A couple of decades ago, soon after our first son was born, someone gave my husband, Amos, a cute little book with a catchy title: “How to Dad,” by John Boswell and Ron Barrett. It was a small thing, and fairly thin, but bright, with colorful drawings, and easy to read.

Each page described one cool thing that all dads should teach their offspring to do, along with instructions for teaching them. The lessons included how to skip a rock, how to bait a hook, how to tie a tie, how to whistle.

The book was actually helpful in reminding us about the common little things that kids need to know.

Then, there were the big things, like riding a bike. Amos spent time with each of our boys around age 5, talking about the bike parts, letting him try to balance on the seat, letting him help unscrew the training wheels.

I remember how my daddy taught me. He held the seat tightly while I sat on the bike as he explained pedaling and steering and braking.

Later, still holding onto the seat, he ran alongside me as I pedaled, still giving instructions as he ran.

And then he wasn’t holding the seat anymore. I was riding on my own.

The same happened with our boys. Amos ran and ran alongside, holding the seat, encouraging – and then he let go.

Dads teach unusual and extraordinary things too.

One of my favorite stories about father-child teaching was shared at a friend’s memorial service. He and his 2-year-old son were crawling slowly around the kitchen floor as mom came into the room. She asked what the heck he was doing. Tim said, “Shhh. I’m teaching Matthew how to sneak.”

Among many other things, my dad taught me how to locate a school of bream by their sweet smell, how to balance my checkbook and how to properly apply paint to my bedroom walls.

He once brought home an empty 55-gallon drum, put it on its side and taught my siblings and me how to “walk” it around the yard, rolling forwards and backward, turning this way and that.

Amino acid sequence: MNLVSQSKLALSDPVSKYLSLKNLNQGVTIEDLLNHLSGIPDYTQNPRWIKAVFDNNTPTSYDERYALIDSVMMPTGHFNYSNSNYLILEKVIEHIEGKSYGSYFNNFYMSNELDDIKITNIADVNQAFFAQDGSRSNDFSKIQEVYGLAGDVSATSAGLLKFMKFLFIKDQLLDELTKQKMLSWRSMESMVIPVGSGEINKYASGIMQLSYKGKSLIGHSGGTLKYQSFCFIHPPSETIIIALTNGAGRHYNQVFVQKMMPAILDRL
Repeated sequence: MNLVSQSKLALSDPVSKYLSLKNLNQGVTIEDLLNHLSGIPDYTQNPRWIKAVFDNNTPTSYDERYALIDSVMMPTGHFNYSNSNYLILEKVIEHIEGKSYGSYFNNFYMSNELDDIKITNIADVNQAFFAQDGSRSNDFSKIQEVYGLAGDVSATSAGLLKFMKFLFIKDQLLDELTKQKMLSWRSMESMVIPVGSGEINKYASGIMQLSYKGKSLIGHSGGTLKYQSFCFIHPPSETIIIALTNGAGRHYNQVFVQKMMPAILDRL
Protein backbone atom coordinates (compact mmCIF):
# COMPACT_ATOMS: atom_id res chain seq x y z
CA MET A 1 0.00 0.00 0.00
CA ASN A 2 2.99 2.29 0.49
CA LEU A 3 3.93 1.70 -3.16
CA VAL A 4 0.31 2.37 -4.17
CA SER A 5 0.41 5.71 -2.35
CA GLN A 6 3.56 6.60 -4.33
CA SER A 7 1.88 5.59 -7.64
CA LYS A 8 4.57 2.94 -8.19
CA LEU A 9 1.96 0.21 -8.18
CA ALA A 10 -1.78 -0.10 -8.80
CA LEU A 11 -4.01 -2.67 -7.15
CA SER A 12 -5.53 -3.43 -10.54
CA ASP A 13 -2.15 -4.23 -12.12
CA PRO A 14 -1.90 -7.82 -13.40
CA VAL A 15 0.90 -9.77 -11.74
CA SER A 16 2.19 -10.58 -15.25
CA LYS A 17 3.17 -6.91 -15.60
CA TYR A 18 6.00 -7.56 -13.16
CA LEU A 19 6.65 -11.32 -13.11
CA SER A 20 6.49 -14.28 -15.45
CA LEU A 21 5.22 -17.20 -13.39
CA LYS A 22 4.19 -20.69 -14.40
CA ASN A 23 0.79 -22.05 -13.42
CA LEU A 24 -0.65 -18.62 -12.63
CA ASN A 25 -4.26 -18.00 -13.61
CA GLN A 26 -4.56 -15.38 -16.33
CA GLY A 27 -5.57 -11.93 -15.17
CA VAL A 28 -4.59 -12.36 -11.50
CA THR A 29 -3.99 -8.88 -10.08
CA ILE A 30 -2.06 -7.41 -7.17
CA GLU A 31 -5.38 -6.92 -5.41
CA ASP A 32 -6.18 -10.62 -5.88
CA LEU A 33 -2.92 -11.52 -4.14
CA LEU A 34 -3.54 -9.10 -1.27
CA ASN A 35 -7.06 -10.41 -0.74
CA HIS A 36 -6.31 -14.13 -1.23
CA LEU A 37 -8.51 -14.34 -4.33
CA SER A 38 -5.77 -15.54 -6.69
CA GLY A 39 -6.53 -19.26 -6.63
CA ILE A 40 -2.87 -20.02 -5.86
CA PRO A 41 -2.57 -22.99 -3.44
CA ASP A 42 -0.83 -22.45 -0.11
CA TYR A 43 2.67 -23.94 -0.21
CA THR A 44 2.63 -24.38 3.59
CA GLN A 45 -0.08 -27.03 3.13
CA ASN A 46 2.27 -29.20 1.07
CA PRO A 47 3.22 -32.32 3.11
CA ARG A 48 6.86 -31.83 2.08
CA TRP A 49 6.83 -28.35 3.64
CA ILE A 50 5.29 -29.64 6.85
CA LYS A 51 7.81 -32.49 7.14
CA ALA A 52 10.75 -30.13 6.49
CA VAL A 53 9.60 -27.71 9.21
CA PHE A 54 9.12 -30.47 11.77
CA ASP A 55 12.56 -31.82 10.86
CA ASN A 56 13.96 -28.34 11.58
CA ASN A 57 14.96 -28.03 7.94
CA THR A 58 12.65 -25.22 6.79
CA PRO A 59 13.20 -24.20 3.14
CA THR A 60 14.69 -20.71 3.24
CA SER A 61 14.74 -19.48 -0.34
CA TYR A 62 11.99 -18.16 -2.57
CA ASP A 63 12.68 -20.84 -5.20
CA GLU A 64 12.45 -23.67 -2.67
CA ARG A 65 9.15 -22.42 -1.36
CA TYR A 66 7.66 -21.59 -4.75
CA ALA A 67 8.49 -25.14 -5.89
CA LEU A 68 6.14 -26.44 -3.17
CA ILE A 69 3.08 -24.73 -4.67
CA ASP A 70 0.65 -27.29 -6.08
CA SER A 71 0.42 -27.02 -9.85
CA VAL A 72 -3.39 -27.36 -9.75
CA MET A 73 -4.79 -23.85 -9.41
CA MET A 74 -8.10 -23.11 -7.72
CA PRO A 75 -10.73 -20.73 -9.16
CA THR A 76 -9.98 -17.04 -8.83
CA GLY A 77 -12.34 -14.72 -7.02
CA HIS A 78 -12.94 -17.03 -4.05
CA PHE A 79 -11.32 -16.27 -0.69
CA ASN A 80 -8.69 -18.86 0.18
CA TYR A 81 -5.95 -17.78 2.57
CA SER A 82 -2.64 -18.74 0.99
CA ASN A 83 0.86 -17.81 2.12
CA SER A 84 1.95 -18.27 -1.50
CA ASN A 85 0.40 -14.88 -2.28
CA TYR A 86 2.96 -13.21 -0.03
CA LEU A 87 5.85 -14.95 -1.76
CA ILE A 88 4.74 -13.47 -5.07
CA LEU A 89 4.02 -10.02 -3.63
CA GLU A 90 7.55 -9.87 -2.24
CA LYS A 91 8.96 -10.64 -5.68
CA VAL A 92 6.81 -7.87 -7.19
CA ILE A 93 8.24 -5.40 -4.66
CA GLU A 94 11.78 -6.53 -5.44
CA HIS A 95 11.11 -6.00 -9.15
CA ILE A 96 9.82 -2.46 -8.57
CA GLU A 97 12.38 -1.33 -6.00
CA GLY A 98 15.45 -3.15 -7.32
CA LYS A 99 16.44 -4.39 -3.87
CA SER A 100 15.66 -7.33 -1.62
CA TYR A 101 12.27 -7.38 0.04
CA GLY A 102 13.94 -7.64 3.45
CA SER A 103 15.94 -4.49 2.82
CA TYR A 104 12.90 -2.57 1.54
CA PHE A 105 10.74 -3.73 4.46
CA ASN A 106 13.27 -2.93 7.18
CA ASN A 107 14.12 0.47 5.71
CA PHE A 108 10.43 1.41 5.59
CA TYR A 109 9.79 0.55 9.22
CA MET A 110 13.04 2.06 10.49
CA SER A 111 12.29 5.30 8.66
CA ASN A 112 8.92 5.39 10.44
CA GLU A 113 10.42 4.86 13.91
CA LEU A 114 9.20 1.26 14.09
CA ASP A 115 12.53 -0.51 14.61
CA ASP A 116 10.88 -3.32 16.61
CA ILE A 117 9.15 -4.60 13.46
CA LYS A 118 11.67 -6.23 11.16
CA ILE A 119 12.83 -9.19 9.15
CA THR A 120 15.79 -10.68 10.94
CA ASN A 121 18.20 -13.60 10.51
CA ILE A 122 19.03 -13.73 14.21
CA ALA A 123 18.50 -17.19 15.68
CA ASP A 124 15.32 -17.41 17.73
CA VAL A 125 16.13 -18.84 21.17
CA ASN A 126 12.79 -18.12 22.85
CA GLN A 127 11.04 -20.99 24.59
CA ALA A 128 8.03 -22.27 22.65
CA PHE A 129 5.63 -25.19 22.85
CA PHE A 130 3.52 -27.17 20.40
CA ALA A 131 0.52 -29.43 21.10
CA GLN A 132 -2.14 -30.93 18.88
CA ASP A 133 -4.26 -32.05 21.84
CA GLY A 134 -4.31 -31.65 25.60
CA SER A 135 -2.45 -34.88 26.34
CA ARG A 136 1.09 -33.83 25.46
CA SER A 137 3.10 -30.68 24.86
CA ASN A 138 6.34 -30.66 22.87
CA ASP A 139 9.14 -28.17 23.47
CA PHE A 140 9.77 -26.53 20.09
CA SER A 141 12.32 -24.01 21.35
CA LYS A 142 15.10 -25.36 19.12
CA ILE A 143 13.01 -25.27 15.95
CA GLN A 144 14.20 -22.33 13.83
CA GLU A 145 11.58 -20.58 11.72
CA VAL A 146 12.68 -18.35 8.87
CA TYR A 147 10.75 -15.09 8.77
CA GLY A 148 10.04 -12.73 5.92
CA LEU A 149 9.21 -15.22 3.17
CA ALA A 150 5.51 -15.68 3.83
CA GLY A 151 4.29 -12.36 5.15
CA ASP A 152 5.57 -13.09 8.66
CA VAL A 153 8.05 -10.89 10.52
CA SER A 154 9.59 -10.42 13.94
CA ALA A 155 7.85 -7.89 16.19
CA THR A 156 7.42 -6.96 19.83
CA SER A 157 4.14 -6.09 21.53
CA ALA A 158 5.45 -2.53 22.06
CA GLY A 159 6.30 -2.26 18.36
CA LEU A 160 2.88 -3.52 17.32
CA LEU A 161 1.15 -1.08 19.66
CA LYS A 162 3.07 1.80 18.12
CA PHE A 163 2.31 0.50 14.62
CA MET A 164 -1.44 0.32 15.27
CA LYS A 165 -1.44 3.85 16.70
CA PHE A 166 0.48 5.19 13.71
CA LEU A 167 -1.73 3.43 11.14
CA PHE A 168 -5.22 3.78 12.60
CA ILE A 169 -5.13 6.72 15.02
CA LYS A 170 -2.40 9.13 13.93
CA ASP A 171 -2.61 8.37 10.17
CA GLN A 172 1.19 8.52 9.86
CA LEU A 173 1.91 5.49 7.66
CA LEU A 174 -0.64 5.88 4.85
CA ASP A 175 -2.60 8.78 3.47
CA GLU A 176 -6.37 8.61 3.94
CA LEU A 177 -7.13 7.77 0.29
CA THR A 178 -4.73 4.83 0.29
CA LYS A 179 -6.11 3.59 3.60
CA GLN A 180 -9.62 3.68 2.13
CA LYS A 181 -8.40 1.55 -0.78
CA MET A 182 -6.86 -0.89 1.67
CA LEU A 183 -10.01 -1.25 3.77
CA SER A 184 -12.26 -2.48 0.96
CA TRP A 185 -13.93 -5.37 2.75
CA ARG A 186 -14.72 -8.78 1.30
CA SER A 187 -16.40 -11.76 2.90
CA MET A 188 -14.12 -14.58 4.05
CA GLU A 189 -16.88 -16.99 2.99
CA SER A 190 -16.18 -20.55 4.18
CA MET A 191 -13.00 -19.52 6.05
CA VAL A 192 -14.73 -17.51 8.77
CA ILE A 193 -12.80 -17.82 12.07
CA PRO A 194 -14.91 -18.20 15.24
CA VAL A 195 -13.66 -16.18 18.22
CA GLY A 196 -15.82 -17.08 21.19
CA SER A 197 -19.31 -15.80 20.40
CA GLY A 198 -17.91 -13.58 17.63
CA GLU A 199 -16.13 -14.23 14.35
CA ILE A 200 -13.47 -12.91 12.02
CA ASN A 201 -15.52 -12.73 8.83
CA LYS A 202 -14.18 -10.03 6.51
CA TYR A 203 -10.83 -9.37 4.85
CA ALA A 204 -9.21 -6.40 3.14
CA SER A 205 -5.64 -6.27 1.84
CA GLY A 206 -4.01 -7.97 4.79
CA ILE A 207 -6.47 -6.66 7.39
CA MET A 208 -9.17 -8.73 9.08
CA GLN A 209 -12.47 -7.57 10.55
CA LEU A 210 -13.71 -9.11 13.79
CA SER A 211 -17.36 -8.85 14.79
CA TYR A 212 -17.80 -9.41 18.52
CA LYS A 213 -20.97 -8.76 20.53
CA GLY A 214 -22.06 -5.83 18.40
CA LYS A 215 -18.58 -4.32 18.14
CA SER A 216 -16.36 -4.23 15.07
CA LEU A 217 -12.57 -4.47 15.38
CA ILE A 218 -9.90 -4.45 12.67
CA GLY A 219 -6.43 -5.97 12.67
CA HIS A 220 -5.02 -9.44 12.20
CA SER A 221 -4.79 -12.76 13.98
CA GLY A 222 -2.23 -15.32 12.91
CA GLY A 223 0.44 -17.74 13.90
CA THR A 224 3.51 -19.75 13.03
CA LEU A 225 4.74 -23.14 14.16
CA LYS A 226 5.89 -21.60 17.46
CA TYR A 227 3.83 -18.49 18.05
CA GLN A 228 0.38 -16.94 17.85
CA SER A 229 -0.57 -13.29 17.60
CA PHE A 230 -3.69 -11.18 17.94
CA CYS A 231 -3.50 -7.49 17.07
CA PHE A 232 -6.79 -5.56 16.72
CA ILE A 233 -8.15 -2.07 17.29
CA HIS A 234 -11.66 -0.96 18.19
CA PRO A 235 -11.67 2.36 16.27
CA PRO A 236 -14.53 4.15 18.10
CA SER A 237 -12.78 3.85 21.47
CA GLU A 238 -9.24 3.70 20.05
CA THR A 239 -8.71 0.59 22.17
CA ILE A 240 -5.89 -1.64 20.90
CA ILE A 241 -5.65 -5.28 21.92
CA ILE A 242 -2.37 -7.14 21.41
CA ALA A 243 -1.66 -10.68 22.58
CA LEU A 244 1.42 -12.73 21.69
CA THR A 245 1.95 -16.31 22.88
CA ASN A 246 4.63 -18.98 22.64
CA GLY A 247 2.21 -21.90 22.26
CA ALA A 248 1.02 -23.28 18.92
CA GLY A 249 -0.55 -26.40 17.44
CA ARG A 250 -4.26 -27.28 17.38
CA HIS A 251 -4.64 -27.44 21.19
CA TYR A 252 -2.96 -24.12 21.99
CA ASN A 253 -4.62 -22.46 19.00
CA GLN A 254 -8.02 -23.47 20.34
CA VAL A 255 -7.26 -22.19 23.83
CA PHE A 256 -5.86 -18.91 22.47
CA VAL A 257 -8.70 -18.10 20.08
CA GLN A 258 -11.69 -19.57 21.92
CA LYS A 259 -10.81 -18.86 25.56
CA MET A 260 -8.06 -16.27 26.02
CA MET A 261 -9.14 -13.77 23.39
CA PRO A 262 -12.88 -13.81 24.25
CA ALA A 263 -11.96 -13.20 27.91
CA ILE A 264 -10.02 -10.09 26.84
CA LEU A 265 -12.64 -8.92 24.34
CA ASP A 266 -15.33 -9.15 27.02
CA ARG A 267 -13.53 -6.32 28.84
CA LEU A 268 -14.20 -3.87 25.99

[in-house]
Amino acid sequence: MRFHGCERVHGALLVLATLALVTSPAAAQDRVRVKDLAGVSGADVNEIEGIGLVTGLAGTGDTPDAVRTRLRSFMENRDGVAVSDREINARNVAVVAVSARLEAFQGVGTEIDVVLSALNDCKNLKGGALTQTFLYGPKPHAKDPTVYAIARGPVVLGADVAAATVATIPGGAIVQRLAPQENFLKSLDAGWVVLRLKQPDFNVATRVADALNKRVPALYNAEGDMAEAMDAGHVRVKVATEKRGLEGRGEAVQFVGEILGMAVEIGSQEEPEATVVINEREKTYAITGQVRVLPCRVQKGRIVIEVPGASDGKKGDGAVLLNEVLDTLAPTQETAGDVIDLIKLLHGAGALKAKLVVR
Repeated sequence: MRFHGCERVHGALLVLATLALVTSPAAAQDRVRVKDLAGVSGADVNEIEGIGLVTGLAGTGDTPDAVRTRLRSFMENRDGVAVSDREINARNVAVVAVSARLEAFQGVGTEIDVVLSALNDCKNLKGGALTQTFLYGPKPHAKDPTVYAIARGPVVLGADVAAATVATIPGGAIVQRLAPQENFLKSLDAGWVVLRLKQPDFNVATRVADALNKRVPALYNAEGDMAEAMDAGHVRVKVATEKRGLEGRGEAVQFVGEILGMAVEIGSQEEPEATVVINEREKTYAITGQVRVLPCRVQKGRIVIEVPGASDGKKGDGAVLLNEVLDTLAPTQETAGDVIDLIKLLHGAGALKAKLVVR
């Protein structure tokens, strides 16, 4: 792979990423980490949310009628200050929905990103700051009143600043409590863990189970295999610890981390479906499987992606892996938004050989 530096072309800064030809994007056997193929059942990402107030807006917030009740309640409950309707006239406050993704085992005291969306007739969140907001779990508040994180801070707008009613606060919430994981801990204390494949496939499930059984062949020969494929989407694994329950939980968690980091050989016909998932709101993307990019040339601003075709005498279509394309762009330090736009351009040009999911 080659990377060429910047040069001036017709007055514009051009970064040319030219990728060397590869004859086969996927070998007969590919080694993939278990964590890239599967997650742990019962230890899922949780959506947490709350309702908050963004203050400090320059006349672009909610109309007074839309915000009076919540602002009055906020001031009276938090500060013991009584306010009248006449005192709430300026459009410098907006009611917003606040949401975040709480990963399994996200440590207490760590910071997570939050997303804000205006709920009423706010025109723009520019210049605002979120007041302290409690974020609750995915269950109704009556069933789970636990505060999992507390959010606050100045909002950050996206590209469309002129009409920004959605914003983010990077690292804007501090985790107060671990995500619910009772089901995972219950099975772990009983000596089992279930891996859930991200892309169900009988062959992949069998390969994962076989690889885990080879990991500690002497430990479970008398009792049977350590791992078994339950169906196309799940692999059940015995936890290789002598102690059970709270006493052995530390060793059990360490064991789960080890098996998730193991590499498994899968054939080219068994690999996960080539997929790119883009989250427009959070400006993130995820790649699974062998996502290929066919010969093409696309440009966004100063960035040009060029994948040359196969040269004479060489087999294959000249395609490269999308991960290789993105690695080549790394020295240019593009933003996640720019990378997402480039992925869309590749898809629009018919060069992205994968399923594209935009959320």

Over the years, I’ve watched as Amos has taught our boys certain things, like how to draw a proportionate face, or how to balance the Legos so the structure won’t fall over.

Our older son, Clark, told me his dad taught him about the basic herbs and spices in our cabinet. He also learned from his dad how to read a map, on the occasion of being lost on Pinckney Island.

Chandler said his dad taught him that there are many paths in life, so one should choose the path he will enjoy most. Amos also taught him at age 4 how to use Photoshop, quite a useful tool.

Dads these days might be a little more hip. They can teach their kids how to play video games, build a website or download movies. They also might teach their children when to recharge the electric car battery and how to set the solar panels for maximum benefit.

No matter what a dad teaches his offspring, the time spent together is the important part. Dads can enjoy teaching time with their children as much as the children do. That’s a lesson in itself.

If your dad is still around, spend some time talking with him. You might learn something.

And if your dad is no longer with you, take a few moments to reflect on how much he taught you.

You still might learn something.